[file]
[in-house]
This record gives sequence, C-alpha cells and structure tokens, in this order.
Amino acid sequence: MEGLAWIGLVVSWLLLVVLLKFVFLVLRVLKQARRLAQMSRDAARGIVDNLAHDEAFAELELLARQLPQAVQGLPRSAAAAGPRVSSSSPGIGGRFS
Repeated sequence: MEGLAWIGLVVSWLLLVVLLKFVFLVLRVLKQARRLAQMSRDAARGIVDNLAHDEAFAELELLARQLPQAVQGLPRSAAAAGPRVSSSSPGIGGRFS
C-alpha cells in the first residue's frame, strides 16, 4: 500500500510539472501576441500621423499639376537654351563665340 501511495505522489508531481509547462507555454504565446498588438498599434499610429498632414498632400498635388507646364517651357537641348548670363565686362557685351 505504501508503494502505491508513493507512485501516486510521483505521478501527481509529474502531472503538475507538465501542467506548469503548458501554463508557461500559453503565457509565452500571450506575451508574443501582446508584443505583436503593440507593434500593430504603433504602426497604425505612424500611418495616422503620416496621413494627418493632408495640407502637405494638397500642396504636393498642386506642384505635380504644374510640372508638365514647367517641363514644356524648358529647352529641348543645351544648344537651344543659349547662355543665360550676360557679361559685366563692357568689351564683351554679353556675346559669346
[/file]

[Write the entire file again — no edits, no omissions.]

[in-house]
This record gives sequence, C-alpha cells and structure tokens, in this order.
Amino acid sequence: MEGLAWIGLVVSWLLLVVLLKFVFLVLRVLKQARRLAQMSRDAARGIVDNLAHDEAFAELELLARQLPQAVQGLPRSAAAAGPRVSSSSPGIGGRFS
Repeated sequence: MEGLAWIGLVVSWLLLVVLLKFVFLVLRVLKQARRLAQMSRDAARGIVDNLAHDEAFAELELLARQLPQAVQGLPRSAAAAGPRVSSSSPGIGGRFS
C-alpha cells in the first residue's frame, strides 16, 4: 500500500510539472501576441500621423499639376537654351563665340 501511495505522489508531481509547462507555454504565446498588438498599434499610429498632414498632400498635388507646364517651357537641348548670363565686362557685351 505504501508503494502505491508513493507512485501516486510521483505521478501527481509529474502531472503538475507538465501542467506548469503548458501554463508557461500559453503565457509565452500571450506575451508574443501582446508584443505583436503593440507593434500593430504603433504602426497604425505612424500611418495616422503620416496621413494627418493632408495640407502637405494638397500642396504636393498642386506642384505635380504644374510640372508638365514647367517641363514644356524648358529647352529641348543645351544648344537651344543659349547662355543665360550676360557679361559685366563692357568689351564683351554679353556675346559669346